The law school has blind grading. Students identify themselves on their final exam with a four-digit number. Every year I hire as research assistants the three numbers who write the best answers. When I asked Katya to work for me, I didn't even know her name.

An unwritten rule forbids teachers from dating students. I think violations of that rule can be forgiven if you ultimately marry them. A week after Derrick's execution, I finally got up the nerve to ask Katya out.

We ate dinner at Ninfa's on the east side. It was back in the days when the east side was iffy at night. We sat in the back. She said, You have sad eyes.

I think you're most alive when you're sad.

That's bullshit.

My favorite moment in the old Mary Tyler Moore Show is when Mary interviews for the job in the WJM newsroom. Lou Grant says to her, You've got spunk. She beams with pride and says, Well, yes. He says, I hate spunk.

I told her about Derrick. She asked whether I would represent anyone else. I told her I thought I would.

I said, It seems like important work. I guess I don't think people should have to die alone, no matter what bad thing they did. She asked whether I thought it would make a difference. I said, Probably not.

She said, I think there's a word for trying to get in the way of something that's preordained.

Preordained is a little strong.

I thought, Besides, whether something is inevitable isn't the same as whether it's right, but I was feeling too old to say something so naive on a first date.

She smiled, which I interpreted as agreement. The server brought our food. I had ordered for both of us: tacos al carbon and ratones. She said, What are these?

I said, Rats.


Seriously. That's what they're called.

They were large jalapeño peppers, split open, stuffed with shrimp and Mexican cheese, dipped in batter, and deep-fried. She took a bite, and her face broke out in a sweat. She said, These are delicious.

Here, I said, and I slid her my mug of beer.

She said, I think that if you're going to keep doing this, and it isn't going to matter, then you need a better coping strategy than a case of bourbon.

I said, That's probably true.


When Jeremy Winston got executed, I had known him for only two months. I met him and Ezekiel Green, another death-row inmate, the same day, the date of Katya's and my tenth anniversary. Winston's lawyer had called me and said he wasn't going to do any more work on the case because he didn't have time. To his credit, at least he felt guilty about the fact that he was abandoning his client. You meet many crappy or lazy lawyers, but not very many who admit to others that they're crappy or lazy. He wondered whether my office would throw the Hail Mary pass. We're a nonprofit legal-aid corporation that does nothing but represent death-row inmates. I told him I'd talk to Winston the next time I was at the prison.

Winston was so fat he had to sit sideways in the cage where inmates visit with their lawyers. His arms were green, one solid tattoo from wrist to shoulder. In between each knuckle on each hand were tiny crosses. I introduced myself. He saw me staring at his hands. He said, Are you a religious man?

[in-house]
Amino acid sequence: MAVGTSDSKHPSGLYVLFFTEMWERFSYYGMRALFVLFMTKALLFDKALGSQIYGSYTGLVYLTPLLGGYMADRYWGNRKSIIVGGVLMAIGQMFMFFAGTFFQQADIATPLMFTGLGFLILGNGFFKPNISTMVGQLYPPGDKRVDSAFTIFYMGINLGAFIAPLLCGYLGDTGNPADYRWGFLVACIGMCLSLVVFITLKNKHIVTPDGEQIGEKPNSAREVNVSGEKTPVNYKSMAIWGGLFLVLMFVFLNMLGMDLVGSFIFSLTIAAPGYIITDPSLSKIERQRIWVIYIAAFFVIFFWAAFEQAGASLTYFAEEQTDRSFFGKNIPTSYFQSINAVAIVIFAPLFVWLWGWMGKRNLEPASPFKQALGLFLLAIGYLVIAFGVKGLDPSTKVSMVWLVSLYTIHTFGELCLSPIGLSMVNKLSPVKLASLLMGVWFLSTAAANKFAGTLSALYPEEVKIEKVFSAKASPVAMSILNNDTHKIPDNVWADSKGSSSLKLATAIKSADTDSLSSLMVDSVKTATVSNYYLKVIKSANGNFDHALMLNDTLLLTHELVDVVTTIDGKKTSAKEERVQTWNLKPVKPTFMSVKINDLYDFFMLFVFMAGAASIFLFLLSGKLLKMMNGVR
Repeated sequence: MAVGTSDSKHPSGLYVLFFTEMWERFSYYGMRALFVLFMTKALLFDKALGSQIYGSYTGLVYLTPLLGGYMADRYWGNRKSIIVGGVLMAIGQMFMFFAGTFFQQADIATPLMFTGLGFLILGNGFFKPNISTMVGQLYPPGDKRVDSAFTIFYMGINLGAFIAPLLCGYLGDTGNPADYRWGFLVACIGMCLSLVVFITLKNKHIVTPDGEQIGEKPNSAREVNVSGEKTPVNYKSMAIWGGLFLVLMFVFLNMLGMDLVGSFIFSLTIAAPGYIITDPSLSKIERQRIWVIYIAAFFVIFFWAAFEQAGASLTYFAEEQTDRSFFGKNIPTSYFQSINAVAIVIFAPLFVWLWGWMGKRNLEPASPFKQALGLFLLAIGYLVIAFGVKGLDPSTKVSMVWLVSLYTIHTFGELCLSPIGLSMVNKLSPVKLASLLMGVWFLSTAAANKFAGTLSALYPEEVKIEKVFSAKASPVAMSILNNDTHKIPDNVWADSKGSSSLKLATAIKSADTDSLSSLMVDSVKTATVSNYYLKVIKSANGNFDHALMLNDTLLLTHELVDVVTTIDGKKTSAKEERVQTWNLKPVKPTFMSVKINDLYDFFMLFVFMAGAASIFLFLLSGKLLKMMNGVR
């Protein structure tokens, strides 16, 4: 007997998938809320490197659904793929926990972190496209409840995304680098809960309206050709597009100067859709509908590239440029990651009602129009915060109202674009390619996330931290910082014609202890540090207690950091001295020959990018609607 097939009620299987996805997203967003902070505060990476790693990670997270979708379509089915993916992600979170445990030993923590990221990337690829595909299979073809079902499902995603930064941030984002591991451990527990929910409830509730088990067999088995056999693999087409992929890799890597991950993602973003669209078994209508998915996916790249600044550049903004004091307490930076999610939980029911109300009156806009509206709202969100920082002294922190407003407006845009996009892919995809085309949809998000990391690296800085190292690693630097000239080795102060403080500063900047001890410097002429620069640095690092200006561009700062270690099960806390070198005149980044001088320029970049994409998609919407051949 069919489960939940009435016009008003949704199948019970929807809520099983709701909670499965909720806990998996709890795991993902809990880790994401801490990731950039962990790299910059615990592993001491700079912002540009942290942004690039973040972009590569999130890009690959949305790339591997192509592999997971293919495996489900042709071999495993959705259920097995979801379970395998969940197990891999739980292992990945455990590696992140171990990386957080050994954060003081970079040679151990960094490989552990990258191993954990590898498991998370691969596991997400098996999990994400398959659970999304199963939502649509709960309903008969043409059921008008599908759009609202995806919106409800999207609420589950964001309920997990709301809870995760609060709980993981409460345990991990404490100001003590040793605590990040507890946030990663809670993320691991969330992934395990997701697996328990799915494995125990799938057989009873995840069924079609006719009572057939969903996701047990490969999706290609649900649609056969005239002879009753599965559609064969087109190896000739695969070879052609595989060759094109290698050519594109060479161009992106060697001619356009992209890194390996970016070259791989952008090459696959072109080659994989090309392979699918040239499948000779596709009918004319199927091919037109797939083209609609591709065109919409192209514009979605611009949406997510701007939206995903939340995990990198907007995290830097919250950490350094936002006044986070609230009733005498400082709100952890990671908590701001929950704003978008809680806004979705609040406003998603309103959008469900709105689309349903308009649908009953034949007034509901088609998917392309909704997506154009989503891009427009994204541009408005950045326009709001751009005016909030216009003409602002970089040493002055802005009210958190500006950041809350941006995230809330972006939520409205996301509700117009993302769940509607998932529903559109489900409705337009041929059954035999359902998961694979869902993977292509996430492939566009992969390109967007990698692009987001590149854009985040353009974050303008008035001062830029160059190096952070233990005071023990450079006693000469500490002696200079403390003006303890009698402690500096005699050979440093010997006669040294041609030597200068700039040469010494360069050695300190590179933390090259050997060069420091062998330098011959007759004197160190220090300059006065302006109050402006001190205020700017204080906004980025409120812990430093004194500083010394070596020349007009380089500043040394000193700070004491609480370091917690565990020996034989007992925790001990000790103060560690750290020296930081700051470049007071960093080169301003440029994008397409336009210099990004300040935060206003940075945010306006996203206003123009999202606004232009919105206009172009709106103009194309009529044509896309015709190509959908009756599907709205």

I'm afraid not.

He said, Not a problem. I didn't mean nothing by the question. Just asking.

I told Winston there was nothing left to do in his case. We could file a challenge to the method the state intended to use to execute him, but it was not likely to succeed.

He said, Yeah, I heard they're gonna kill me with some drug that they ain't allowed to use to kill animals, is that right?

One of the drugs that is part of the lethal injection combination has in fact been banned by veterinarians. Lawyers representing death-row inmates in some states had raised successful challenges to the lethal-injection cocktail protocol. So far, the legal maneuvering had not worked in Texas. But the lawyers in my office and I had a new idea, and we thought it might work in Winston's case. I was not going to tell him that.

I said, That is true, but it doesn't matter. Most of the judges don't really believe that you're going to suffer when you're executed, and even if they did, they probably wouldn't care, and even if they cared, they couldn't do anything about it. He nodded. I said, We can file a suit for you, but you will not win. If you want me to file it, though, I will. I just want you to know what's going to happen. I'll file it and we will lose.

I paused to let him ask a question. He didn't, so I continued, Not only will you not win, but besides that, you probably won't know for sure that you have lost until twenty minutes before the execution. That's when the Supreme Court clerk will call me. They like to wait as long as they can so that we don't have any time to file anything else. They'll call me and then I'll call you. Are you following me? He nodded. I said, What I'm telling you is that I think you are going to lose, and that after I call to tell you that we have lost, you're not going to have much time to prepare. Knowing all that, do you still want me to file it?

I knew as I was talking that I sounded almost cruel. That's not what I was aiming for. I was trying to sound completely without hope. I needed him to be hopeless. I didn't want him to be thinking he was going to win up until the time I called him. I didn't want there to be even the faintest glimmer of hope. I don't mind admitting that I know exactly whose interests I had at heart. I've called people who still had hope. It's easier to tell someone who is prepared to die that he is about to die. Winston said, That will be tough on Marie.

Who's Marie?

My wife. We got married last year. You didn't know that? I told him I didn't. She's sweet, from Louisiana. I nodded. Winston drummed his fingers against the glass that separated us. The Randy Newman song "Marie" started playing in my head: You looked like a princess the night we met. I listened, lost, while Winston thought. Finally he said, Yeah, go on ahead. You're the first dude that's been straight with me. Everybody's always sugarcoating everything. I'm tired, man, tired of being lied to. Do what you can do.

I told him I would and asked if he had any questions. He said, Yeah I do. Do you have any good news for me? He smiled.

I said, I'm seeing a guy named Ezekiel Green when I finish talking to you. Do you know him?

Winston said, Bald-headed skinny dude with a tattoo on his face?

I said, I don't know. I've never seen him.

He said, I think that's the guy. Something ain't right with him. They gassed him once and he didn't cough or choke or nothing. Just laughed. Talks to himself a lot. Dude showers with his boots on.

I said, Thanks. I'll send you what we file. I probably won't see you again. Take care, though, and I'll talk to you. He touched his hand to the glass between us. I touched it back.